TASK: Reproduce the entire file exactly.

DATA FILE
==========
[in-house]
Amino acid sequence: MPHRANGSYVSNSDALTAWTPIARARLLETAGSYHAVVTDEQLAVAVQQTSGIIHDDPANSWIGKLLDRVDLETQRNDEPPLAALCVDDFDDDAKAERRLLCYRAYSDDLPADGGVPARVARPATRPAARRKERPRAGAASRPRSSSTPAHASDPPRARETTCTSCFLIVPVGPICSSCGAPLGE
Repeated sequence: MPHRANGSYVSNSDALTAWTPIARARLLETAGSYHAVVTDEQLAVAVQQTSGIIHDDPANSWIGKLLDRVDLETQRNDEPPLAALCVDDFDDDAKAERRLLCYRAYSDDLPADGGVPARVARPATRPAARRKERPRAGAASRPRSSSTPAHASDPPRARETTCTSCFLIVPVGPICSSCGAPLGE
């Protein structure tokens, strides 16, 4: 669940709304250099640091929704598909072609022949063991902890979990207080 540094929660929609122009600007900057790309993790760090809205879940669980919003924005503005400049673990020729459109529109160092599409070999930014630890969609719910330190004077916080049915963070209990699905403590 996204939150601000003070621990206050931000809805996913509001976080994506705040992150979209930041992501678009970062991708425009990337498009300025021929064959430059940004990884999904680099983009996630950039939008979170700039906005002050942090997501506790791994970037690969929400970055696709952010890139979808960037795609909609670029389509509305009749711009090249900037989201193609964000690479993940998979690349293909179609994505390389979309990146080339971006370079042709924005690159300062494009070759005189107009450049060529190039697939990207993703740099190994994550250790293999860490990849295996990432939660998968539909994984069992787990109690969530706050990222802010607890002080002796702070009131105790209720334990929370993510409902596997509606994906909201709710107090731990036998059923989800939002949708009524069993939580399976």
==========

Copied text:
[in-house]
Amino acid sequence: MPHRANGSYVSNSDALTAWTPIARARLLETAGSYHAVVTDEQLAVAVQQTSGIIHDDPANSWIGKLLDRVDLETQRNDEPPLAALCVDDFDDDAKAERRLLCYRAYSDDLPADGGVPARVARPATRPAARRKERPRAGAASRPRSSSTPAHASDPPRARETTCTSCFLIVPVGPICSSCGAPLGE
Repeated sequence: MPHRANGSYVSNSDALTAWTPIARARLLETAGSYHAVVTDEQLAVAVQQTSGIIHDDPANSWIGKLLDRVDLETQRNDEPPLAALCVDDFDDDAKAERRLLCYRAYSDDLPADGGVPARVARPATRPAARRKERPRAGAASRPRSSSTPAHASDPPRARETTCTSCFLIVPVGPICSSCGAPLGE
């Protein structure tokens, strides 16, 4: 669940709304250099640091929704598909072609022949063991902890979990207080 540094929660929609122009600007900057790309993790760090809205879940669980919003924005503005400049673990020729459109529109160092599409070999930014630890969609719910330190004077916080049915963070209990699905403590 996204939150601000003070621990206050931000809805996913509001976080994506705040992150979209930041992501678009970062991708425009990337498009300025021929064959430059940004990884999904680099983009996630950039939008979170700039906005002050942090997501506790791994970037690969929400970055696709952010890139979808960037795609909609670029389509509305009749711009090249900037989201193609964000690479993940998979690349293909179609994505390389979309990146080339971006370079042709924005690159300062494009070759005189107009450049060529190039697939990207993703740099190994994550250790293999860490990849295996990432939660998968539909994984069992787990109690969530706050990222802010607890002080002796702070009131105790209720334990929370993510409902596997509606994906909201709710107090731990036998059923989800939002949708009524069993939580399976």